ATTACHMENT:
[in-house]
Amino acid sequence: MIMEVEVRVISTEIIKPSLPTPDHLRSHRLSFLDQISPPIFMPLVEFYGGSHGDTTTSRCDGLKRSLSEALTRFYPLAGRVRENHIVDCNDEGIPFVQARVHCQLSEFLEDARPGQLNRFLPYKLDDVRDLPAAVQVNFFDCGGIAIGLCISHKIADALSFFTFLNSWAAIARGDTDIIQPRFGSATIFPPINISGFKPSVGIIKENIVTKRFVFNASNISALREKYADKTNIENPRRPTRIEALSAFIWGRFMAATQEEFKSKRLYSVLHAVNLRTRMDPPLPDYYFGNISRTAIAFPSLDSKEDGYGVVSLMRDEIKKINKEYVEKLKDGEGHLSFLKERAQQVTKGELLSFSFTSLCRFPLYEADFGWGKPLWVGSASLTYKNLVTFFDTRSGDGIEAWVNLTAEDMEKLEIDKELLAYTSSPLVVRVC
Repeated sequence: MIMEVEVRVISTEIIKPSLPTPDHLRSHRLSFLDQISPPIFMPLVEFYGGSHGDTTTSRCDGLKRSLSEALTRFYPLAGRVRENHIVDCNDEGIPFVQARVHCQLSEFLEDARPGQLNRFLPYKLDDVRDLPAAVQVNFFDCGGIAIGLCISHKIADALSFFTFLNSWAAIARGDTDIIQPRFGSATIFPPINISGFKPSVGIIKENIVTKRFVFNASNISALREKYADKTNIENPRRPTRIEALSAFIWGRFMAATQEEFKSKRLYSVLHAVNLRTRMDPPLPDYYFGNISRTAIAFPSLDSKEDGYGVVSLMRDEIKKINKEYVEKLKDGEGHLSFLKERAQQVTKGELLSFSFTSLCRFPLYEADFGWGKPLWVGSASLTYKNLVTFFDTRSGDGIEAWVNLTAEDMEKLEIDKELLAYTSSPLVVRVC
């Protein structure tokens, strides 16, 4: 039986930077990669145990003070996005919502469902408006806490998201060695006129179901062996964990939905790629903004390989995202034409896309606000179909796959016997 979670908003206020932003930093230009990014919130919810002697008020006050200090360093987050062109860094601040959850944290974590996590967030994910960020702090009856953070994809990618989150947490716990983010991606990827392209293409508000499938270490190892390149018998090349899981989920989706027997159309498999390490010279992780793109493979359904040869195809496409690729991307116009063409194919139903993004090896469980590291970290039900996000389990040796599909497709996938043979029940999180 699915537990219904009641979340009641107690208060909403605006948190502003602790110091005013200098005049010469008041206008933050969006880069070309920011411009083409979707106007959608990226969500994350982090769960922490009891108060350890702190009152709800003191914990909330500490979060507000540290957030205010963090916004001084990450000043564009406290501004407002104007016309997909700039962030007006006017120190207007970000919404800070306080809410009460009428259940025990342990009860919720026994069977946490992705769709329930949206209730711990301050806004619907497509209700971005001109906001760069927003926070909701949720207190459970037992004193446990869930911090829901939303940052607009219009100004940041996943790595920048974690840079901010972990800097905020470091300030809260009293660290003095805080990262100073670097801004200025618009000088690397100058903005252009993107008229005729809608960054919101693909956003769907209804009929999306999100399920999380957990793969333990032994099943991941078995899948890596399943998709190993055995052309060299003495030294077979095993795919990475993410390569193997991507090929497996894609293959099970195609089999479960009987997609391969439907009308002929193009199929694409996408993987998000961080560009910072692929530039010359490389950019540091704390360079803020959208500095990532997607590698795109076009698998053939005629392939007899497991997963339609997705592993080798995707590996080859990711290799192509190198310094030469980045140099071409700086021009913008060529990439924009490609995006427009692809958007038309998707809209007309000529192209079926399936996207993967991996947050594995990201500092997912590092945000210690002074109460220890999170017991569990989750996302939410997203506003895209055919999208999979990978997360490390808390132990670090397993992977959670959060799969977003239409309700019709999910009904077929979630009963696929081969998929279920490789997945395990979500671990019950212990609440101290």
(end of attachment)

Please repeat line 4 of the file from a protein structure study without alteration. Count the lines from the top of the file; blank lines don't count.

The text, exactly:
């Protein structure tokens, strides 16, 4: 039986930077990669145990003070996005919502469902408006806490998201060695006129179901062996964990939905790629903004390989995202034409896309606000179909796959016997 979670908003206020932003930093230009990014919130919810002697008020006050200090360093987050062109860094601040959850944290974590996590967030994910960020702090009856953070994809990618989150947490716990983010991606990827392209293409508000499938270490190892390149018998090349899981989920989706027997159309498999390490010279992780793109493979359904040869195809496409690729991307116009063409194919139903993004090896469980590291970290039900996000389990040796599909497709996938043979029940999180 699915537990219904009641979340009641107690208060909403605006948190502003602790110091005013200098005049010469008041206008933050969006880069070309920011411009083409979707106007959608990226969500994350982090769960922490009891108060350890702190009152709800003191914990909330500490979060507000540290957030205010963090916004001084990450000043564009406290501004407002104007016309997909700039962030007006006017120190207007970000919404800070306080809410009460009428259940025990342990009860919720026994069977946490992705769709329930949206209730711990301050806004619907497509209700971005001109906001760069927003926070909701949720207190459970037992004193446990869930911090829901939303940052607009219009100004940041996943790595920048974690840079901010972990800097905020470091300030809260009293660290003095805080990262100073670097801004200025618009000088690397100058903005252009993107008229005729809608960054919101693909956003769907209804009929999306999100399920999380957990793969333990032994099943991941078995899948890596399943998709190993055995052309060299003495030294077979095993795919990475993410390569193997991507090929497996894609293959099970195609089999479960009987997609391969439907009308002929193009199929694409996408993987998000961080560009910072692929530039010359490389950019540091704390360079803020959208500095990532997607590698795109076009698998053939005629392939007899497991997963339609997705592993080798995707590996080859990711290799192509190198310094030469980045140099071409700086021009913008060529990439924009490609995006427009692809958007038309998707809209007309000529192209079926399936996207993967991996947050594995990201500092997912590092945000210690002074109460220890999170017991569990989750996302939410997203506003895209055919999208999979990978997360490390808390132990670090397993992977959670959060799969977003239409309700019709999910009904077929979630009963696929081969998929279920490789997945395990979500671990019950212990609440101290």